GRAND RAPIDS, Mich. -
A family court judge denied a request from a
court-appointed lawyer yesterday to
have controversial hearing aids
surgically implanted in two deaf boys over the objections of
who temporarily lost custody of the children last year.
But Judge Kathleen
Feeney said she was convinced the surgery was in
the best interest of the boys, ages 3
and 4. Feeney said she would
decide whether to order the surgery if
their single mother, Lee Larsen, 30,
permanently loses custody of the boys.
Michigan law requires
that such elective procedures be authorized by
the parents of children in foster care
unless the parents have had
their custody rights permanently
Larsen, who had
opposed the surgery, cried when the judge issued the
ruling. Joseph Tevlin, a lawyer who
brought the petition to authorize
the implants, said he was
undecided about whether to appeal.
Tevlin's request for
the cochlear implants, small devices that
convert sound to electrical impulses sent to the
brain, triggered a firestorm in
the deaf community. Activists were outraged at Pevlin's
suggestion that Larsen's deaf children
need fixing, much less that a court would
consider ordering it without
their mother's agreement.
Representatives of the disabled
complained that the case could set off a rash of state or
using temporary court wardships to overrule family
courtroom, a nationally known specialist on deaf
studies, Robert J. Hoffmeister of Boston
University, testified that
cochlear implants are no guarantee
that children will acquire language better or
improve in their schoolwork.
''It's all a roll of
the dice, actually,'' Hoffmeister said. ''That's
what the research shows.''
executive director of the National Association of the
Deaf, attended the hearing.
Deaf students from
across Michigan attended the hearing, as did
dozens of other deaf activists and Larsen
While there is
evidence that cochlear implants do help those who
have had the benefit of prior hearing -
even children who receive
implants as young as 1 or 2 -
Hoffmeister argued that benefits are minimal to
children like Larsen's, who
were born deaf.
Harlan Lane, a
speech, language, deafness, and deaf culture
specialist from Northeastern University, agreed.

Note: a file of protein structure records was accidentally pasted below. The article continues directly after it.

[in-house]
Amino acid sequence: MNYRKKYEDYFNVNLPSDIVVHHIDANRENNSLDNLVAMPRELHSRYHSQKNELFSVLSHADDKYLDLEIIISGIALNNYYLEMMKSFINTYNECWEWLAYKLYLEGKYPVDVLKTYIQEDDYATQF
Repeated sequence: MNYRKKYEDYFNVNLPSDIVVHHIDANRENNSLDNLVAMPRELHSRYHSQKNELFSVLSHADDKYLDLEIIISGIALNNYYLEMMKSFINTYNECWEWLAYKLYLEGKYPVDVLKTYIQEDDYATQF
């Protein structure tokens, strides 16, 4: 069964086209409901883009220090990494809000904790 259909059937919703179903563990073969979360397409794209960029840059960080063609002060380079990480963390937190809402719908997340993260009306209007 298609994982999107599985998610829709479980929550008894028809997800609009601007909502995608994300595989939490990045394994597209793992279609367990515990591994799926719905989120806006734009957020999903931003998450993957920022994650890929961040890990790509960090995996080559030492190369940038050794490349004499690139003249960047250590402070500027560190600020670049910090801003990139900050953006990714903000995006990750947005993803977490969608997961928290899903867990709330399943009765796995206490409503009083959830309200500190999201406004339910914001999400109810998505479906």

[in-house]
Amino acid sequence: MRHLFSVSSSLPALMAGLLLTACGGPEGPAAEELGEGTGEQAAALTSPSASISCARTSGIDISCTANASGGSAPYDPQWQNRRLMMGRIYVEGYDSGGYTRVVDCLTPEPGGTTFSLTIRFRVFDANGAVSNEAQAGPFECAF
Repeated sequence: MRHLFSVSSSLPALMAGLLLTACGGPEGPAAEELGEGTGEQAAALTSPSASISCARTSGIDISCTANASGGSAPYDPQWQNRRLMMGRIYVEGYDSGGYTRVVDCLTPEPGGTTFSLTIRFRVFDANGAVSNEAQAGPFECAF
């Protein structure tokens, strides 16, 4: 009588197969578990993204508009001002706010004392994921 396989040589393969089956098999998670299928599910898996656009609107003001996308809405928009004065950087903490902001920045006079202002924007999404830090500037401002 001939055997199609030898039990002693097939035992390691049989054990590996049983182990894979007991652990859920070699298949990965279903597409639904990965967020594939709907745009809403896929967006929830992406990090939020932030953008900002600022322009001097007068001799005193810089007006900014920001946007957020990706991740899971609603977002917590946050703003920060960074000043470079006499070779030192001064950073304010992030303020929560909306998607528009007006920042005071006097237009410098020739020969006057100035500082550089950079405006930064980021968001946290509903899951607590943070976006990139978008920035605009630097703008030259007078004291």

''The fact is that children who
are born deaf do not do well with this
device,'' he said.
Lane added there is
''promising research'' into restoring natural
hearing, a therapy that would not be an
option to Larsen's children
later in life if they undergo cochlear
implant surgery now. The surgery destroys
nerves crucial to
In September 2001,
with Larsen's consent, Feeney took temporary
custody of the children after a complaint
by school officials about
neglect. Feeney then ordered them into
foster care and Larsen into a program
with parenting classes aimed at
helping her regain custody.
Last April, Tevlin
petitioned the court to order the cochlear implant
surgery for the youths. He argued the
implants are necessary to allow
the children's brain to develop normally, and should not be
considered elective surgery.
No state agency
supported his request. In fact, the Michigan Family
Independence Agency, which oversees
the children's foster care,
explicitly has told the judge its policy is that ''parents are
the ones who
decide whether or not a child in
foster care should have elective
The boys' father,
Kelly Robinson, has said through his attorney that
he opposed the surgery as well. Officials
at the children's school say
they have made no recommendation for cochlear implants, though
that, as an oral-auditory education
program, the implants can be
beneficial, in their view.
David Gersch, said that forcing the children to
have the implants could give them verbal
abilities that their mother
does not have. That outcome could
leave her open to additional charges of
neglect, he said. ''What's she
supposed to do when she gets back two kids with
whom she can't communicate?''
Larsen has adamantly
argued throughout the case that the court, had
it authorized the implants, would have
overstepped its authority over
her children. ''They are mine,'' she said. ''It is my decision,
not the court's.''